Looking for good reloading video

Discussion in 'Ammo & Reloading' started by howatu, Feb 22, 2012.

  1. howatu

    howatu New Member

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    Does any one know of any online clips that would be usefull.
     
  2. SHOOTER13

    SHOOTER13 RETIRED MODERATOR Sponsor Lifetime Supporting Member

    Have you done a search on YouTube ?!
     

  3. howatu

    howatu New Member

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    No but I will check that out just want general info looking to start doing some reloading on my own.
     
  4. SHOOTER13

    SHOOTER13 RETIRED MODERATOR Sponsor Lifetime Supporting Member

    [ame]http://www.youtube.com/watch?v=oqF8f2-4RdM[/ame]

    [ame]http://www.youtube.com/watch?v=kYS_3VsmOP0[/ame]

    [ame]http://www.youtube.com/watch?v=irC3NuIKDm4[/ame]
     
  5. SHOOTER13

    SHOOTER13 RETIRED MODERATOR Sponsor Lifetime Supporting Member

    Lots of good info out there...free library has reloading books too !!
     
  6. Happysniper1

    Happysniper1 New Member

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    Reloading is such a complex set of precise steps (at least, in the calibration stages as well as case prep) that I would hazard a guess and say not to rely on any one source (online video) for learning how to reload.

    NRA offers a metallic cartridge reloading class with NRA-Certified Reloading Instructors. If you are a NRA member (God, I hope you are! :)) then you can call NRA Member Services at 1-877-NRA-2000 (or go to www.NRAmemberservices.org) and ask for a list of Certified Metallic Cartridge Reloading Instructors in your area.

    Reloading is demanding but very boring work. The results could range from a particular load tweaked to match your shooting style and purpose (if done right) or it can blow up you gun (if done wrong) and your garage (well...).

    The equipment is not cheap, but you will only buy it once. I have been reloading for over 11 years now, and I still use my one and only trusty RCBS Rockchucker Supreme single-stage reloading press. I like it, it does what I need for it to do, and I do not see any need to spend a couple hundred bucks on a newfangled multi-station progressive press (unless one happens to fall into my lap on Christmas!:D), I'd rather spend the money on buying components or another gun.

    I do not follow what others would call "traditional" reloading sequence. I prep cases when I have spare time, not when I need them, hence I end up with boxes and boxes of say .40S&W cases all cleaned, polished, decapped, sized and trimmed, with live primers, just waiting for the day I decide to charge them with powder and seat a bullet in them.

    When I need say 500 rounds of 9mm, I set up my station, get my already sized and primed cases, adjust my powder dispenser, then put on a movie and load while watching TV. The precision part I had already done!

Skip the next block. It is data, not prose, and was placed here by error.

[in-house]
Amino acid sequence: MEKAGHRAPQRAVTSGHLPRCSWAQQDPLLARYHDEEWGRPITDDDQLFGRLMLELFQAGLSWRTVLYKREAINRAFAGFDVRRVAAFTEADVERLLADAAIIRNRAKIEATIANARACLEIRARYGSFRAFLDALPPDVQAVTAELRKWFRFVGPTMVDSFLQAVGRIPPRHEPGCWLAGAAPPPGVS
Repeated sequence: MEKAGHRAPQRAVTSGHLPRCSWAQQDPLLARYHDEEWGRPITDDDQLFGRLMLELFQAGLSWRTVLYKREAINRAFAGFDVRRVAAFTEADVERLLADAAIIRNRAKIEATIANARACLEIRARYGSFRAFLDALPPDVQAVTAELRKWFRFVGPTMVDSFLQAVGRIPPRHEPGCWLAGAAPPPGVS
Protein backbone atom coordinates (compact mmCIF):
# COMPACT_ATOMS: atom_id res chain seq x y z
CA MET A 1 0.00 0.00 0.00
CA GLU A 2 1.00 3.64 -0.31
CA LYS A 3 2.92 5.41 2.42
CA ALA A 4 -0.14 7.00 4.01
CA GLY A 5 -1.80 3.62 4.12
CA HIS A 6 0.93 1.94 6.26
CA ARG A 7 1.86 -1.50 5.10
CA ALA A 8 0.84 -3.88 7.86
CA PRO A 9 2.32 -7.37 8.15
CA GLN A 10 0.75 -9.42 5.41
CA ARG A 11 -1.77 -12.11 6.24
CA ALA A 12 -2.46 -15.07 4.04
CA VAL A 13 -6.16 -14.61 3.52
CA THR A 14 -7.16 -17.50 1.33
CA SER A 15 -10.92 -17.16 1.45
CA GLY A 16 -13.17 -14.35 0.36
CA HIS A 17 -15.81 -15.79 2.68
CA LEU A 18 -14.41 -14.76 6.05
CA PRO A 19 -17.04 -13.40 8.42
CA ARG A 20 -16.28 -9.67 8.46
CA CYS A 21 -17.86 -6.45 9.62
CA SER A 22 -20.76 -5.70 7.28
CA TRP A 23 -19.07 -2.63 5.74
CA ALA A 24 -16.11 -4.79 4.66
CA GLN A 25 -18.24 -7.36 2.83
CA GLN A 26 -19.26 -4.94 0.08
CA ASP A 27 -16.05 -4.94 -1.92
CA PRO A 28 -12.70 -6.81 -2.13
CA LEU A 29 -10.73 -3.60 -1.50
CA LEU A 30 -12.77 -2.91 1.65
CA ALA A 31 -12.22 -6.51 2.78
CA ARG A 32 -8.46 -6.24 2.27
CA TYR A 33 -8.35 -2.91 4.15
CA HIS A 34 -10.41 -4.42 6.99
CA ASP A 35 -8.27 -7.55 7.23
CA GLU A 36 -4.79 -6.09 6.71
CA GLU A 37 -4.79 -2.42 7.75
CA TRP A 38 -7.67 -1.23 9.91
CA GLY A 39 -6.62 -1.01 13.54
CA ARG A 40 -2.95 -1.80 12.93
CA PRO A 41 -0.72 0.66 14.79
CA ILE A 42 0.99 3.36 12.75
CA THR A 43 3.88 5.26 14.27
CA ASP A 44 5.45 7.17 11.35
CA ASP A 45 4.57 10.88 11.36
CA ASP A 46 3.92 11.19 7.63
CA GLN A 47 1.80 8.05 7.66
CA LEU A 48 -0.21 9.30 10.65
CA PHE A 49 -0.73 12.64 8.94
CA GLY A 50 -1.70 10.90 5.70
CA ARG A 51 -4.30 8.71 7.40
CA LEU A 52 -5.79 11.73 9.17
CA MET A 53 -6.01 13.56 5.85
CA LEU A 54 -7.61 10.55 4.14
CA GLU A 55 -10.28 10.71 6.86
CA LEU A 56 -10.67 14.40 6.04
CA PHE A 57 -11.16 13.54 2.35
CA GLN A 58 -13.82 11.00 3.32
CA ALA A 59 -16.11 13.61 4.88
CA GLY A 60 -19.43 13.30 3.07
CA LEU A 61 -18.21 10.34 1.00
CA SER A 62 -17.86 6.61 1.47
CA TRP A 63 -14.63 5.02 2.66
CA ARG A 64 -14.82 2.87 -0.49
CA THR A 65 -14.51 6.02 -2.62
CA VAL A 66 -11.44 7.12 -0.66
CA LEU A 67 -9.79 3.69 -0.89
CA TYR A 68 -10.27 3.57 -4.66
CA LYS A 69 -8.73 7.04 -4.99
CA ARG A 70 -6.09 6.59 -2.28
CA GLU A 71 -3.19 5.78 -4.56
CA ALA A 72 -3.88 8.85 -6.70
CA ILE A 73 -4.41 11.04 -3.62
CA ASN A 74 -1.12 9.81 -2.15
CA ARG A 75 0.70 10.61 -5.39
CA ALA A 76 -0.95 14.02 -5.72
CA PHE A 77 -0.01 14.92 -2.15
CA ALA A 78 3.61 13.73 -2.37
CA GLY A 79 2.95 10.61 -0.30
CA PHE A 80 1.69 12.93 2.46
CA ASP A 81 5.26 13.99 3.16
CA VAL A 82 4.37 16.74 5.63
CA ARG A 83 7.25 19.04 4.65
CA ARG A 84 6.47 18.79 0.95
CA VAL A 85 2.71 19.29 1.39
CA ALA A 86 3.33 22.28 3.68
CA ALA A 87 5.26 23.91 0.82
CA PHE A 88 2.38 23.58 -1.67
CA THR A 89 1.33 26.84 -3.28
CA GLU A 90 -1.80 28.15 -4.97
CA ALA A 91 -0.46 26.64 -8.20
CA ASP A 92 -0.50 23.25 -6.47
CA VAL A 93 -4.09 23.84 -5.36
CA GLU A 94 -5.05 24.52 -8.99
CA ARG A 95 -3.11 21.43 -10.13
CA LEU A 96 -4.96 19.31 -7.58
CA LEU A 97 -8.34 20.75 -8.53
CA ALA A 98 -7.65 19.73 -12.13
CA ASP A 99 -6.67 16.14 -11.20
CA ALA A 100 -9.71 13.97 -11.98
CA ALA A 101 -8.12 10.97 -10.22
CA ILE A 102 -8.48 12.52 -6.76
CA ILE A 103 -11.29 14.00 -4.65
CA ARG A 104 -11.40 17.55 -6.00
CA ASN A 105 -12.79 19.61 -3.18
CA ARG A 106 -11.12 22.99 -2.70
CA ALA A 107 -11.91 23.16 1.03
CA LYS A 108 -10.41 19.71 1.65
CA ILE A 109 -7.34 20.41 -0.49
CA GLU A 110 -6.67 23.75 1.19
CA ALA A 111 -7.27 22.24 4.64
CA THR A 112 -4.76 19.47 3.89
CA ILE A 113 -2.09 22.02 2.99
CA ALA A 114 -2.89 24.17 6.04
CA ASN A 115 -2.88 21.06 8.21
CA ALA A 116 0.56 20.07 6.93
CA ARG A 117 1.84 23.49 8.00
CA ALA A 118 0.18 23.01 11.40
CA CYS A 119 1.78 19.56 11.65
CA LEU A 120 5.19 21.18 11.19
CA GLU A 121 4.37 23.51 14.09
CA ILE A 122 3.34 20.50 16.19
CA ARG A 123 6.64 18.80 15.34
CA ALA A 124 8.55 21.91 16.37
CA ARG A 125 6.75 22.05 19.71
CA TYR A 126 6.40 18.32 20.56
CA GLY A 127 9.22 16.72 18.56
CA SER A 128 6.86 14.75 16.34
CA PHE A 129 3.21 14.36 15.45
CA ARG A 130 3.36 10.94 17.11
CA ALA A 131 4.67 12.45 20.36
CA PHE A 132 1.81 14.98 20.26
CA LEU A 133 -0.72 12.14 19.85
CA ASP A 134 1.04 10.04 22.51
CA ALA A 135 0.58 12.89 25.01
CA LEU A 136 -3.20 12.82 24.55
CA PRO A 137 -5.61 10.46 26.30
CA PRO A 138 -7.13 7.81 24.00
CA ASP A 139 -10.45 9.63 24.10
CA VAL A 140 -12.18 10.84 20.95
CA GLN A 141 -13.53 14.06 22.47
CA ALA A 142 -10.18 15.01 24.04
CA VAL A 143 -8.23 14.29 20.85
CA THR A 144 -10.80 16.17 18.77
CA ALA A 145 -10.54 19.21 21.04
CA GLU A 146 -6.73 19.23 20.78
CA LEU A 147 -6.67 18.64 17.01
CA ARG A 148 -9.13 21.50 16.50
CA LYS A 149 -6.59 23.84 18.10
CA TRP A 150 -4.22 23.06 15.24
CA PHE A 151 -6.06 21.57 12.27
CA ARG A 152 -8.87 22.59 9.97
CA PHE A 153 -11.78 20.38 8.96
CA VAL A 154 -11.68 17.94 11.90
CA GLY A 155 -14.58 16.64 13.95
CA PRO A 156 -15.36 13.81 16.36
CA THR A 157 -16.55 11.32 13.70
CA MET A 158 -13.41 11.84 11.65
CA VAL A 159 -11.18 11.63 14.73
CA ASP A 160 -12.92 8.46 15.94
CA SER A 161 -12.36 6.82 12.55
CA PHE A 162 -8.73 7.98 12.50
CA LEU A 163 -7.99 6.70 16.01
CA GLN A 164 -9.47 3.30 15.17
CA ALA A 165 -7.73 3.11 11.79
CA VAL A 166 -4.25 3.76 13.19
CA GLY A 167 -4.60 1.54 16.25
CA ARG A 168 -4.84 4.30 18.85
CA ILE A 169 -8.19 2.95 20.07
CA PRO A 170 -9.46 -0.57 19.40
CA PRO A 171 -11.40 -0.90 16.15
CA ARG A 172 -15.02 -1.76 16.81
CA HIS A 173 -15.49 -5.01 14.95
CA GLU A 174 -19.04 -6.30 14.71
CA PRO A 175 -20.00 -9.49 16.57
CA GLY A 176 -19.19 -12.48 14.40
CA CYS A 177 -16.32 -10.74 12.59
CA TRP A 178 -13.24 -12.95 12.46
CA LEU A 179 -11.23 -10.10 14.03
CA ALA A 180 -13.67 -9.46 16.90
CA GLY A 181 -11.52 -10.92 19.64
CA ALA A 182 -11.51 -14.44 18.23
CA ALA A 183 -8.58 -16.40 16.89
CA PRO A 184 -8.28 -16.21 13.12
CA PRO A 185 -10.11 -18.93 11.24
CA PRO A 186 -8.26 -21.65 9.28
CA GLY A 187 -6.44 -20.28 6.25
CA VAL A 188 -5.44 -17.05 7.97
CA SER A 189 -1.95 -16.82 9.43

Oh, and when you get into reloading, aside from the hardware you well need to reload you will also need a decent Chronograph, otherwise how do you know your bullet speeds? This also helps identify overpressure and underpressure issues before they blow up your gun and maybe your hand as well.

    I'd be glad to help you out with learning how to reload, just let me know!

    BTW, I am an NRA Certified Metallic Cartridge Reloading Instructor :D
     
    Last edited: Feb 26, 2012
  7. savage07

    savage07 New Member

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    Wow it's seem like a lot of work. I would have to live on a house with a garage in order to do all of that, uh?
     
  8. Happysniper1

    Happysniper1 New Member

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    @Savage07:

    There are necessary steps that you cannot bypass or shortcut, like case inspection (includes sorting and discarding unusable cases, primer pocket cleaning [IMHO the most boring part of all!], and case measurement and trimming) setting your powder charges (you CANNOT do this step without at least one or two reloading guidebooks), and setting your bulelt seater. These steps demand your total attention 100% of the time. The rest is brainless mechanical work.

    I do reloading classes (I call 'em Reloading Parties) in the back patio in the summer. Show up with $25, while the bbq's are cooking I go thru all the steps from case cleaning to labelling the finished loads. I supply all the materials for common loads (9mm, .40SW, .38SPL and .45ACP). When all the loading is done, each participant goes home with a box of ammo they loaded, and a full stomach!

    Because my stuff needs to be able to go from garage to back yard, it is not bolted down (I use 6" C-clamps). When I load for myself, I set the reloading press and the powder dispenser onto a wooden barstool and load in the living room while watching TV. Sure, for storage you need space, but my setup I can take down and box up (or move from garage to back yard and back). Just a thought...